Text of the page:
By insisting that the people should not pay taxes because the government has failed to provide basic structures needed for a well-functioning society, the governor admitted, perhaps unwittingly, that the state did not need the vast majority of its residents or their money.

Applause notwithstanding, Cross River’s anti-tax scope is very poorly defined, or at least poorly communicated. For starters, the zero-tax beneficiaries may not actually be low-income earners. As Ozioma Okey-Kalu, a lecturer at the Federal School of Statistics noted in a recent article, “Sometimes the size of a shop does not directly indicate the size of the business. People can borrow to open something that seems big because they see that as a business strategy. This does not mean that they are not low-income earners at that point in time.” For all practical purposes, a tax holiday for small businesses is not a far-fetched idea, considering the effect of government-mandated lockdowns that are only just being gradually removed. This should not, however, completely remove the longer-term responsibility of individuals to contribute to the running of government services.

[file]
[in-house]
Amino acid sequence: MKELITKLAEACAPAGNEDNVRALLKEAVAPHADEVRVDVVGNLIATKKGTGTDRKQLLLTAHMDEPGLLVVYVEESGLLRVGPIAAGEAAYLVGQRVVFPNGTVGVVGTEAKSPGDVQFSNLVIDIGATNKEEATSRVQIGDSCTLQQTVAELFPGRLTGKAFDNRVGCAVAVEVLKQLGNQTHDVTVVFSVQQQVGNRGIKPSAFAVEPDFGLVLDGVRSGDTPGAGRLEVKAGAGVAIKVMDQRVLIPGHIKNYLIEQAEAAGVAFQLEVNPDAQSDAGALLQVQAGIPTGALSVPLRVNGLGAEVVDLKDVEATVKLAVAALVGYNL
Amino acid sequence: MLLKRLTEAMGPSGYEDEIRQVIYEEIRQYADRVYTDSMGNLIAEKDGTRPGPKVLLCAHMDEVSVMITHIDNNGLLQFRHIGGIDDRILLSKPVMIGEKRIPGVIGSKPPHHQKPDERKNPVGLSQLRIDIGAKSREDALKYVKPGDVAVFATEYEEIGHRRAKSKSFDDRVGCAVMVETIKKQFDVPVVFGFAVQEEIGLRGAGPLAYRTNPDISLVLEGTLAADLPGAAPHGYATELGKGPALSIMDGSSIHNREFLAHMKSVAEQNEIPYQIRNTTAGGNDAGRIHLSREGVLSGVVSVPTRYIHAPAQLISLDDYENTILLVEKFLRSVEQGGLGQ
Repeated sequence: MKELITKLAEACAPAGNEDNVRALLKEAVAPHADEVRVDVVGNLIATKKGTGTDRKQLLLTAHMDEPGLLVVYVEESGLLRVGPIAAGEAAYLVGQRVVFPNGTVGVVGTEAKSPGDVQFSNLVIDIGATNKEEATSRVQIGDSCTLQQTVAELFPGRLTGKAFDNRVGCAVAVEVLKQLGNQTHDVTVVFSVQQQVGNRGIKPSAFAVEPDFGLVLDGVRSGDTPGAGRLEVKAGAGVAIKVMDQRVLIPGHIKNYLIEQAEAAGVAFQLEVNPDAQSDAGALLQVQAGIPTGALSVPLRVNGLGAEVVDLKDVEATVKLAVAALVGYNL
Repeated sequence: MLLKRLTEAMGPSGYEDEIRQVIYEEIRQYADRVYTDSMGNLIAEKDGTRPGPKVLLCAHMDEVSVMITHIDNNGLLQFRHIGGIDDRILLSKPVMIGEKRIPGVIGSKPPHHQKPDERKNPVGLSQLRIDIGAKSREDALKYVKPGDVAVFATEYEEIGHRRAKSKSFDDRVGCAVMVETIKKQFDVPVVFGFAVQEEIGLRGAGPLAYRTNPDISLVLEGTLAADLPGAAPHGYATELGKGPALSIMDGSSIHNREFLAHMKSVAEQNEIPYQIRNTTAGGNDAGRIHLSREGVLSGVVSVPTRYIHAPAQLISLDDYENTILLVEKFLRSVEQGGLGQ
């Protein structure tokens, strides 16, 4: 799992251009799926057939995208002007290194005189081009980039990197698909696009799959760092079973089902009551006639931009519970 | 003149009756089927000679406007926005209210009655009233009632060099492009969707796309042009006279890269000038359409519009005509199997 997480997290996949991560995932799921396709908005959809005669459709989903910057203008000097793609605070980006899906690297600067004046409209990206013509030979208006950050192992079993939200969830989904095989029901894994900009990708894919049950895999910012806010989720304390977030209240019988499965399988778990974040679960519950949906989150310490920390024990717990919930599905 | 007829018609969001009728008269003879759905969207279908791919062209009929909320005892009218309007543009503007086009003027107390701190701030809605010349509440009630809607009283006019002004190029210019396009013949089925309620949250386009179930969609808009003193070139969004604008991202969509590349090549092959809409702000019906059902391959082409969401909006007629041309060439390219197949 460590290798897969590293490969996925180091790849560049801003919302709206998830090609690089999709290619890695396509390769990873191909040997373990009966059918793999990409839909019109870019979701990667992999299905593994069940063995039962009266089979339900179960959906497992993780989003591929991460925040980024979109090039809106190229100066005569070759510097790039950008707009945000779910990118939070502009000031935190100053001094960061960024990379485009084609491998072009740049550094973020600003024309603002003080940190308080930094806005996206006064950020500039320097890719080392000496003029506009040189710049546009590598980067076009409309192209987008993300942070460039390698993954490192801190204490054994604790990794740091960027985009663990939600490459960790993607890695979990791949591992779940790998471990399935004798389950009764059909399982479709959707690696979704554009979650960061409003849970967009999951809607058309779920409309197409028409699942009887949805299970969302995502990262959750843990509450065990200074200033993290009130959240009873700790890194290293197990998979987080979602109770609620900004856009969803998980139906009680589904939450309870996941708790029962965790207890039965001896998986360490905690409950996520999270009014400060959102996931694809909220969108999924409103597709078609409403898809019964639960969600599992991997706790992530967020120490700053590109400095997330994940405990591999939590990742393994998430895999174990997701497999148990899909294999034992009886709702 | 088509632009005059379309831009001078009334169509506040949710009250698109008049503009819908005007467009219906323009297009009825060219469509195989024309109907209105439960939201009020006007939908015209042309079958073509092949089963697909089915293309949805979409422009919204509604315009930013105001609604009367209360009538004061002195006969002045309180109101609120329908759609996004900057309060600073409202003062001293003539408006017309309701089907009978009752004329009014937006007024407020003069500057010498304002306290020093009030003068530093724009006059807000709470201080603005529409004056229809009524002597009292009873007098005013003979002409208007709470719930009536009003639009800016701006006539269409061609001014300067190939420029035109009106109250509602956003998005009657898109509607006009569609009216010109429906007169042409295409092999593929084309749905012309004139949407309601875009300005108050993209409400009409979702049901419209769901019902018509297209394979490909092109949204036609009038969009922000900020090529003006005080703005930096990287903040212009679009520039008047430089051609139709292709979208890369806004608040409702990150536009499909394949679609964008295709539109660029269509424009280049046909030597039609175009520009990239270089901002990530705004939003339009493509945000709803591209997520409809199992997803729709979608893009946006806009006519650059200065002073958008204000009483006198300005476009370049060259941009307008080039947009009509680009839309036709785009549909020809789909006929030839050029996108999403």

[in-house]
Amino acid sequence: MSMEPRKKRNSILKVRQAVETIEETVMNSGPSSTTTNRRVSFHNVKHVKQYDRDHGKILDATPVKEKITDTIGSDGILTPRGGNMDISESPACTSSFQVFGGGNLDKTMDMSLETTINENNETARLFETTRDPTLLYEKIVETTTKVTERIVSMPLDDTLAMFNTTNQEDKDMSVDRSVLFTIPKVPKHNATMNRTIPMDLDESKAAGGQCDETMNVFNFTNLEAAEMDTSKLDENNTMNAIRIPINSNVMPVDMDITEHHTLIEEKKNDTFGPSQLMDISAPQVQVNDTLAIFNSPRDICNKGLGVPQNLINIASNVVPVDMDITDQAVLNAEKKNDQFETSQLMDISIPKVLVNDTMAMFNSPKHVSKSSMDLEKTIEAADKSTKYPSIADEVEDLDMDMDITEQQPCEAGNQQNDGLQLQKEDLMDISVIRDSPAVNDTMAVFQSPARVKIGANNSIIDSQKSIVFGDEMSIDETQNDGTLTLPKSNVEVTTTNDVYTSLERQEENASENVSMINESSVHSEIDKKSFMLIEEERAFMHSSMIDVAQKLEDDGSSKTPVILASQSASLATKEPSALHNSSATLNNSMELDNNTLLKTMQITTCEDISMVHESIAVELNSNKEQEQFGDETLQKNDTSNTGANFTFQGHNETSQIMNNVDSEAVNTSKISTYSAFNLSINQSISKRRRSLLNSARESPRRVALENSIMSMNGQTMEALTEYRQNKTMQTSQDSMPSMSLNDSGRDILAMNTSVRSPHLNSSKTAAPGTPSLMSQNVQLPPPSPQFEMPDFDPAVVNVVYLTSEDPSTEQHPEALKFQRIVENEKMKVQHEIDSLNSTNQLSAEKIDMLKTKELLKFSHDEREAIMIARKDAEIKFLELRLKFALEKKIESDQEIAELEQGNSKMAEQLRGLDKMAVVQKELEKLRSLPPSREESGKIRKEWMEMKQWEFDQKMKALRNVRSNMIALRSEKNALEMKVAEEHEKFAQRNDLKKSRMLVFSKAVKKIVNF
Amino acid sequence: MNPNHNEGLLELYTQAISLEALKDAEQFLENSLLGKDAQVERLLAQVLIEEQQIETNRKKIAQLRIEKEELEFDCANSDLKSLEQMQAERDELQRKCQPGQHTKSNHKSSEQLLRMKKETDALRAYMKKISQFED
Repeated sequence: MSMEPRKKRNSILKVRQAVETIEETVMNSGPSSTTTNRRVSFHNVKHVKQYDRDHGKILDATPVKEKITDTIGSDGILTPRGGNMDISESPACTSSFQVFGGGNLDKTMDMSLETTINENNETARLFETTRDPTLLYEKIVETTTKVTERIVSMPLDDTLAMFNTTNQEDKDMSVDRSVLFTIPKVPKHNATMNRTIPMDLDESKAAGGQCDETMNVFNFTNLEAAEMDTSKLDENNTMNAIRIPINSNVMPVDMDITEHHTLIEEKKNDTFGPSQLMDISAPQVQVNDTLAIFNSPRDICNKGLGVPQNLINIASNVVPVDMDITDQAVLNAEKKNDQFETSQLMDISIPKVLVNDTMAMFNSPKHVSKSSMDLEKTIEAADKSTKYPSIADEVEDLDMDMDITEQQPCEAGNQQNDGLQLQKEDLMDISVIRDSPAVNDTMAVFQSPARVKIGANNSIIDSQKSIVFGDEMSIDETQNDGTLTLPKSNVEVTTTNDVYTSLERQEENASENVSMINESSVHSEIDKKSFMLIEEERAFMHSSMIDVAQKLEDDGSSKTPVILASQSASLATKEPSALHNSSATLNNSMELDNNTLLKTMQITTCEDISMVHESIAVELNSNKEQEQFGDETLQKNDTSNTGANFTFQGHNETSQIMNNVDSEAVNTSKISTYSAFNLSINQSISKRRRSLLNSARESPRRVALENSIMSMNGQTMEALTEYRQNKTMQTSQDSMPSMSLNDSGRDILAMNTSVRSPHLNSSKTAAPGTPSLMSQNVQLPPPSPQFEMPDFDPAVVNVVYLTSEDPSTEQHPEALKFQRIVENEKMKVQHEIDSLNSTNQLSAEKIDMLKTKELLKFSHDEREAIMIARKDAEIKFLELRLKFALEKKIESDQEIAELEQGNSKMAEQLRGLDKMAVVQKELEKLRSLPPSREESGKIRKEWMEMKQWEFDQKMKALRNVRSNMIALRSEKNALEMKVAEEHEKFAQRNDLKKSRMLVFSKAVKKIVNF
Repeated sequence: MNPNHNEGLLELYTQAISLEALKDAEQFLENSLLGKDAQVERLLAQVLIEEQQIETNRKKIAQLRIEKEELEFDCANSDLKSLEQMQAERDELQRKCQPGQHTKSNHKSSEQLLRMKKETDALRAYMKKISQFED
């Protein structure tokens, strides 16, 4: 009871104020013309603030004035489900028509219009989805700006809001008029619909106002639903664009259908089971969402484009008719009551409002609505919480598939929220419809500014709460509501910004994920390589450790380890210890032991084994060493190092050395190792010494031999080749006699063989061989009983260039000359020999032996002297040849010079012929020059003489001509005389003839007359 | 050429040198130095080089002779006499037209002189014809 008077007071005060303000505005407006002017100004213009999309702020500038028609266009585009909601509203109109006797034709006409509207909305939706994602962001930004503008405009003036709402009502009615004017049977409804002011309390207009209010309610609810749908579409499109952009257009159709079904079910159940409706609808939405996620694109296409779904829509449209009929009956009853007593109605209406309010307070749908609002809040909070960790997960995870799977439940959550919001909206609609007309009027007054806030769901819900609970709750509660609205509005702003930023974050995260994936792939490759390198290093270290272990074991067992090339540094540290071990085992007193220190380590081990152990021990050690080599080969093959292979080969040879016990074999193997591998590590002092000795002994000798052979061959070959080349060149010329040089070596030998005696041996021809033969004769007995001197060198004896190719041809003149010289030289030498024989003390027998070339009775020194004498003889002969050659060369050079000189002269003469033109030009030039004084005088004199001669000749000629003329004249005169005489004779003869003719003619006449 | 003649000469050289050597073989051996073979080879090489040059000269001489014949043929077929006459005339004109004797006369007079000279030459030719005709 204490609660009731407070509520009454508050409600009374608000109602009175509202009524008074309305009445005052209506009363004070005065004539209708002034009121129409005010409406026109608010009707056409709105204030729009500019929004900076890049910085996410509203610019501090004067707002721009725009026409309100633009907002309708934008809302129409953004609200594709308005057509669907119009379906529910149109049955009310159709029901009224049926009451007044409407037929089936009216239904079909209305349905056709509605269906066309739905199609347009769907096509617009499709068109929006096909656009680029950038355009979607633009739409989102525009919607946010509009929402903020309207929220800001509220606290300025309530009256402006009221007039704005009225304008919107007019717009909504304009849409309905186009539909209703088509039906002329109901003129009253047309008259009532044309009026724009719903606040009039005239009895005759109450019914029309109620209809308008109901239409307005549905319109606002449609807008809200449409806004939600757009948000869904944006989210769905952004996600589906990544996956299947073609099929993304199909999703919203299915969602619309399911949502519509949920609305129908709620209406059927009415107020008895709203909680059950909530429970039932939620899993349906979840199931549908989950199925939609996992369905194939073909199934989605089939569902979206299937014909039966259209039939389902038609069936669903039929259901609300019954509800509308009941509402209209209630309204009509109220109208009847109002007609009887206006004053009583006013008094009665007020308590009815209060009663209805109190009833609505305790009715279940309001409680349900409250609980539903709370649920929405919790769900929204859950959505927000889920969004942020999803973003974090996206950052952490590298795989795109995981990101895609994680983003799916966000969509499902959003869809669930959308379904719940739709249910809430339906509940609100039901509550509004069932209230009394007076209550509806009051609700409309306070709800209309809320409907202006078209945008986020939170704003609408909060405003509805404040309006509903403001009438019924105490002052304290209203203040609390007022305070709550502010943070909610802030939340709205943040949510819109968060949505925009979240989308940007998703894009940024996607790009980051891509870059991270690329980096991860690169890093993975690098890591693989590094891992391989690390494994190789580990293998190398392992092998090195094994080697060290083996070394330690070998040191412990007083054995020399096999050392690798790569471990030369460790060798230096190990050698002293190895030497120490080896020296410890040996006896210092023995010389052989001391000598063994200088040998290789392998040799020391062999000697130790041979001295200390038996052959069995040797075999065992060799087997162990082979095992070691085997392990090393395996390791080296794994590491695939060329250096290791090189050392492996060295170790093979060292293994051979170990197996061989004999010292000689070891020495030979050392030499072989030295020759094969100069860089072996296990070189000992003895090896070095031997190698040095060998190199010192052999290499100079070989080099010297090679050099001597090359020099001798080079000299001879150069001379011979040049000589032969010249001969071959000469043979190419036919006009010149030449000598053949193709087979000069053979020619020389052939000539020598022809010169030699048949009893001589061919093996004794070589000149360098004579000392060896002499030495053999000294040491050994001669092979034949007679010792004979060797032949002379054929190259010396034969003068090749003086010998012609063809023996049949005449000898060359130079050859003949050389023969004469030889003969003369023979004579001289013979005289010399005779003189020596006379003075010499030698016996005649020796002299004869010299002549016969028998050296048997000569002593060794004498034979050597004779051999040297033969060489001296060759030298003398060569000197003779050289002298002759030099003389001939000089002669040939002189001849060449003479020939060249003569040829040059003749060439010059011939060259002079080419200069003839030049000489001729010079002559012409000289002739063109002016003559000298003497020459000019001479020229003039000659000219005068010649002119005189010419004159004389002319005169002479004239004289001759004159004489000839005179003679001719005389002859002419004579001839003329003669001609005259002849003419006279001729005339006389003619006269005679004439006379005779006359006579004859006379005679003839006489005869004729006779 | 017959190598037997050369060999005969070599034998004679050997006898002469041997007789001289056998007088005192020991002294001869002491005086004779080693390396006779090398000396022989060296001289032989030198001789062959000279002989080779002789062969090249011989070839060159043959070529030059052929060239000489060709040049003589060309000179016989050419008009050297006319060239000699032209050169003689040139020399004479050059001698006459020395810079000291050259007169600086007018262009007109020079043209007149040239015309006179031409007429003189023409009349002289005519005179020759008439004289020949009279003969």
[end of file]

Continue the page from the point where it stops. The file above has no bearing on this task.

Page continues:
How well the anti-tax policy plays out in the next few years or even months remains to be seen. But the challenges to effectively implementing a tax-free regime that will not be taken advantage of, (even as the state collects taxes from the “big” businesses) are not to be taken lightly. The Cross River state governor lamented the failure of government, his government, to provide basic amenities and facilities for low-income earners, a tax haven may offset the cost of doing business in the state, but it does not diminish the responsibility of the government to fulfil the social contract of governance. “Poor-only” Tax havens may work for the poor, but not in the long term and certainly not if the government abdicates its responsibility.


Featured Photo by Farah Nabil on Unsplash